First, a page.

The jury in Durst's trial was impaneled in February 2020 and began hearing the case the following month, just before the COVID-19 pandemic forced the trial to be delayed for more than a year. Jurors returned to court in midMay when attorneys gave a new and abbreviated round of opening statements before testimony resumed.
Durst has been behind bars since March 14, 2015, when he was taken into custody in a New Orleans hotel room hours before the airing of the final episode of the six-part HBO documentary series "The Jinx: The Life and Deaths of Robert Durst," which examined the disappearance of Kathie Durst and the shooting deaths of Berman and Black.
During his time on the stand, Durst told jurors that a bathroom recording of him shown in the series in which he said, "There it is, you're caught," referred to the cadaver note he ultimately admitted writing.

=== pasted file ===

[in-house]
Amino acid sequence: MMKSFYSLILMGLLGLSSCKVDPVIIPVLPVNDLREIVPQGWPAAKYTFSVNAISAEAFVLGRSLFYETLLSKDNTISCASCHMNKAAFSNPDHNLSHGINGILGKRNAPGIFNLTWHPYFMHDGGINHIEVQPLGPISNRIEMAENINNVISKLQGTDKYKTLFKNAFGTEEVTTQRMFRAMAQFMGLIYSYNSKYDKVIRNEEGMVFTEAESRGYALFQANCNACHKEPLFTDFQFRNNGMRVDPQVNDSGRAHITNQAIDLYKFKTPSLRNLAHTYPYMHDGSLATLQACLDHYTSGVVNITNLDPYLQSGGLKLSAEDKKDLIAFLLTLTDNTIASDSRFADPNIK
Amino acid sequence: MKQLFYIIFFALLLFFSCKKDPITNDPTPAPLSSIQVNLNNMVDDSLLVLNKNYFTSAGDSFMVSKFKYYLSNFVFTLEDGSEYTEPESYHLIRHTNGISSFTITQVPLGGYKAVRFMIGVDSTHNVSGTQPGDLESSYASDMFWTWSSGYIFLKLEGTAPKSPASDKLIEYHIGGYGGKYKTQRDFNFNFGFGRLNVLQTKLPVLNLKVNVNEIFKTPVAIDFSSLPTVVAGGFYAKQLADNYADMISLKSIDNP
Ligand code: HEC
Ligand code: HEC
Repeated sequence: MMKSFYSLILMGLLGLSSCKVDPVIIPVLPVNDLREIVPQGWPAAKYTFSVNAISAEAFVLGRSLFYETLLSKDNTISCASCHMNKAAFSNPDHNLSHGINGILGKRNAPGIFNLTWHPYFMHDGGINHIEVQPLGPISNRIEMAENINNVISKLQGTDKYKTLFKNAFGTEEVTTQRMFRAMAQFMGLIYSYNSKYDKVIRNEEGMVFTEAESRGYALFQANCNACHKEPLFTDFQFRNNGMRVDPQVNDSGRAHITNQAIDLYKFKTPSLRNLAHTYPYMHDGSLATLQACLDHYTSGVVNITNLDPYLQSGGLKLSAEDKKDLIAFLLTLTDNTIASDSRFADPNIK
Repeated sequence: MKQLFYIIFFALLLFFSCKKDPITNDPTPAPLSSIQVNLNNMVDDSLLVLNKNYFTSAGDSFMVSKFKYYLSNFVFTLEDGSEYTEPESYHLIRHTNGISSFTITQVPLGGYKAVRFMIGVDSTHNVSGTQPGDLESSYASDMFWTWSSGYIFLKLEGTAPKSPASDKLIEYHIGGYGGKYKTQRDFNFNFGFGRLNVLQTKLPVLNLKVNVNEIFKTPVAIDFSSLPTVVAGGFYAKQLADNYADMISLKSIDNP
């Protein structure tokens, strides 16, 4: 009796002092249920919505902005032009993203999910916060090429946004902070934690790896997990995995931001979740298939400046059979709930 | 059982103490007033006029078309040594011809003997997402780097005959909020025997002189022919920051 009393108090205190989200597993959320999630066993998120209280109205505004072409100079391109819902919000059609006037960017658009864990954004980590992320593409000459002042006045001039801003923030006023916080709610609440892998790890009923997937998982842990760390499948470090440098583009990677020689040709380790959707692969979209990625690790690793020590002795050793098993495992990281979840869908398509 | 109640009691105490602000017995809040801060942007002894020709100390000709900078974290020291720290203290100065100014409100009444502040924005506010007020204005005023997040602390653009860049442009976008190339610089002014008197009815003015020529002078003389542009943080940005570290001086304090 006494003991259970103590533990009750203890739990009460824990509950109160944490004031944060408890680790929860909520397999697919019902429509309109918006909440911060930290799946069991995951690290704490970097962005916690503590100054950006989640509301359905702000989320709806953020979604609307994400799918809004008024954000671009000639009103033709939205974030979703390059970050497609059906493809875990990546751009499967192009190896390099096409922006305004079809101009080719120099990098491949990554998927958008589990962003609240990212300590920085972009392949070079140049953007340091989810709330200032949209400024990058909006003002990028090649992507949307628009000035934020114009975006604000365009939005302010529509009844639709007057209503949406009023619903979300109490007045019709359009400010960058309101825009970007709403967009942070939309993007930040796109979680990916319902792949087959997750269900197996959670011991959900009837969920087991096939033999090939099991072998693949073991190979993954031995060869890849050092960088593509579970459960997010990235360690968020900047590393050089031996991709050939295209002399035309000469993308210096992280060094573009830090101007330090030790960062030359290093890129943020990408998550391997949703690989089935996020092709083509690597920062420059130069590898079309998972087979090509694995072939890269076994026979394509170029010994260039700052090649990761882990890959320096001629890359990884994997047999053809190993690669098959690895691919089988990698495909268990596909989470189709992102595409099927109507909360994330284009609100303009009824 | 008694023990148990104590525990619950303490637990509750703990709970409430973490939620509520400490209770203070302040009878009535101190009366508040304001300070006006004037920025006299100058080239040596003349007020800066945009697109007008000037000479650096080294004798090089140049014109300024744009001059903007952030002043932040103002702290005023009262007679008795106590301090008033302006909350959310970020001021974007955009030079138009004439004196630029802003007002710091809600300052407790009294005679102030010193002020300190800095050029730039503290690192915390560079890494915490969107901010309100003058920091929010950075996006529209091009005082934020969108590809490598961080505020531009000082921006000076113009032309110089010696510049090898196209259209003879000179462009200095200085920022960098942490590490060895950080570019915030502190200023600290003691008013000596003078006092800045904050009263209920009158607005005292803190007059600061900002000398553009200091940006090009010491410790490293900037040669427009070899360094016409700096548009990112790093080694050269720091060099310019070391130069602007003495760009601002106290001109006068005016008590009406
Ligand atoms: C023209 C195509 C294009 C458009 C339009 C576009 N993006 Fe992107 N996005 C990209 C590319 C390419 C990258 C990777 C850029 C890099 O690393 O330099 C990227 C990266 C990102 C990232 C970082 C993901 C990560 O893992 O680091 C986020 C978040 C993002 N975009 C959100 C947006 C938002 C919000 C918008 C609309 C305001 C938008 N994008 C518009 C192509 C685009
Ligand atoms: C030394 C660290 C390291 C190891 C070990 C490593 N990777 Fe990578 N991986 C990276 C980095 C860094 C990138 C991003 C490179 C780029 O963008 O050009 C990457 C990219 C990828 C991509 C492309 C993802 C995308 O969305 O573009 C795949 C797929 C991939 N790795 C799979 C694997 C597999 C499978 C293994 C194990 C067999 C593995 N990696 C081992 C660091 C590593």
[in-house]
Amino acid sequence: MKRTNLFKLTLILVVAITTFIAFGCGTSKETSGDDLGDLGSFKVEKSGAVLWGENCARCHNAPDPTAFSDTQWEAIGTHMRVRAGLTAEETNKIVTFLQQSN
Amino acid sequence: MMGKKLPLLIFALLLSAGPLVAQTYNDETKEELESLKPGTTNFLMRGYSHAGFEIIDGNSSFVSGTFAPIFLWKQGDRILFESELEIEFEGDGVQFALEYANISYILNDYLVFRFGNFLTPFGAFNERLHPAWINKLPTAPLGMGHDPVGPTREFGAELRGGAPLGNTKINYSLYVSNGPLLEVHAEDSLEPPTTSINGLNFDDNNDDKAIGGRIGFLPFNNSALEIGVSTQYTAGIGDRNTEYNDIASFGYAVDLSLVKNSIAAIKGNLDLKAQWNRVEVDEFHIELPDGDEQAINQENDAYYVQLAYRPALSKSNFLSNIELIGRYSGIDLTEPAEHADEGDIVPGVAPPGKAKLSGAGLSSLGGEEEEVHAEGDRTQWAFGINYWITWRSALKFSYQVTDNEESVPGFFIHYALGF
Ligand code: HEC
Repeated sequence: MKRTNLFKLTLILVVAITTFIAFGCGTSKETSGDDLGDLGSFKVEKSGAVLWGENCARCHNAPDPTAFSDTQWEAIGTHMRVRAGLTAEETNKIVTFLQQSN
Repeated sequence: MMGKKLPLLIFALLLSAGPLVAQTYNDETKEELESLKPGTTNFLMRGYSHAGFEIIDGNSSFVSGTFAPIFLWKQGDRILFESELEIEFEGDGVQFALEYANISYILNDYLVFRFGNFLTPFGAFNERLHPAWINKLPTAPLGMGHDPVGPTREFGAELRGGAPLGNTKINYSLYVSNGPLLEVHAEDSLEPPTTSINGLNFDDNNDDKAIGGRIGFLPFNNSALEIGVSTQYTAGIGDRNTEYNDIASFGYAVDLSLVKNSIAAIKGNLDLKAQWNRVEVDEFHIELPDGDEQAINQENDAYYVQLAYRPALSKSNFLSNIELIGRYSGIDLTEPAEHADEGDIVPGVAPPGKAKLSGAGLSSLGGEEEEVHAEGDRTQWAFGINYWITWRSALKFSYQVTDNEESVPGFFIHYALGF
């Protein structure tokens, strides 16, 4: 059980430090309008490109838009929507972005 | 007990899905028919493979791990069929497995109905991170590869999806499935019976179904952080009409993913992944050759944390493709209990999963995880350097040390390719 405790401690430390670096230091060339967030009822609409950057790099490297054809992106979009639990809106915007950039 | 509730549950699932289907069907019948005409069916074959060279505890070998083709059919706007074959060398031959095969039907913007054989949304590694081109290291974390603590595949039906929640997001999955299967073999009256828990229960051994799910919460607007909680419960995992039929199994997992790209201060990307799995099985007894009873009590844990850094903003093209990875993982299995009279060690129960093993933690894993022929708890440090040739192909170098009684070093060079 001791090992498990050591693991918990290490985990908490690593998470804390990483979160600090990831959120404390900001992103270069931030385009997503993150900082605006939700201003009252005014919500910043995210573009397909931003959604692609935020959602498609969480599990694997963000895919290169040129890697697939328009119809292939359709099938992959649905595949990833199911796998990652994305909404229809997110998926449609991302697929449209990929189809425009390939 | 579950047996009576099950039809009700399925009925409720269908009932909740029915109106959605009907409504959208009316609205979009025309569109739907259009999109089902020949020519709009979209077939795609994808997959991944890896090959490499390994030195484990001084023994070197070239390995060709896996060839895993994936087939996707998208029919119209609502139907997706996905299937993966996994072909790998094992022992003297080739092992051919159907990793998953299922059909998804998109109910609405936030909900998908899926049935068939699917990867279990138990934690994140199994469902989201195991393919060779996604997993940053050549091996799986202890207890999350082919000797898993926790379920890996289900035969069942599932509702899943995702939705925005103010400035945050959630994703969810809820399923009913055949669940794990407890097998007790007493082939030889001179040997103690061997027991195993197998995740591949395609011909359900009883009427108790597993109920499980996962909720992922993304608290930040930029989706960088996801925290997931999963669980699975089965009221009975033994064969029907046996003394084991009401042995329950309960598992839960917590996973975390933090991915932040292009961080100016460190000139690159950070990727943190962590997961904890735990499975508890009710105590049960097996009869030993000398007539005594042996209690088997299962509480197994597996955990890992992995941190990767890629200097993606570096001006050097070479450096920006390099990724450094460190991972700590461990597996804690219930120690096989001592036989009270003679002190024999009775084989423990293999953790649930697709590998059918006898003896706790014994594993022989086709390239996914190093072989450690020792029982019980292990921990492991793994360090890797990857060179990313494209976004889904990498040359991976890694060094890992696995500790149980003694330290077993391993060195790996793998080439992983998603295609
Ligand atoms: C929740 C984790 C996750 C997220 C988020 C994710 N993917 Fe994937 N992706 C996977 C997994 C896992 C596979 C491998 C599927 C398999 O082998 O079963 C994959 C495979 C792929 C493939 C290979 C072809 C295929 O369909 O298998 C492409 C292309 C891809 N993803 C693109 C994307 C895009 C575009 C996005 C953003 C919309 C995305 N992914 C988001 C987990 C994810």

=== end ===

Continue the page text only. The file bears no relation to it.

Durst had been confronted by Andrew Jarecki -- director and co-producer of "The Jinx" -- about the cadaver note and two envelopes addressed to Berman and acknowledged that it was pretty obvious that the handwriting was the same, even though he had denied for years that he had written the note to police about Berman's body.
Durst has subsequently admitted that he wrote the letter.
When asked what he meant by his recorded comment "killed them all, of course" that was shown during the series, Durst said, "What I did not say out loud or perhaps I said very softly, `They'll all think I killed them all, of course."'
He has been long estranged from his real estate-rich family, which is known for ownership of a series of New York City skyscrapers including an investment in the World Trade Center.
Durst split with the family when his younger brother was placed in charge of the family business, leading to a drawn-out legal battle and ultimately reached a settlement in which the family reportedly paid him $60 million to $65 million.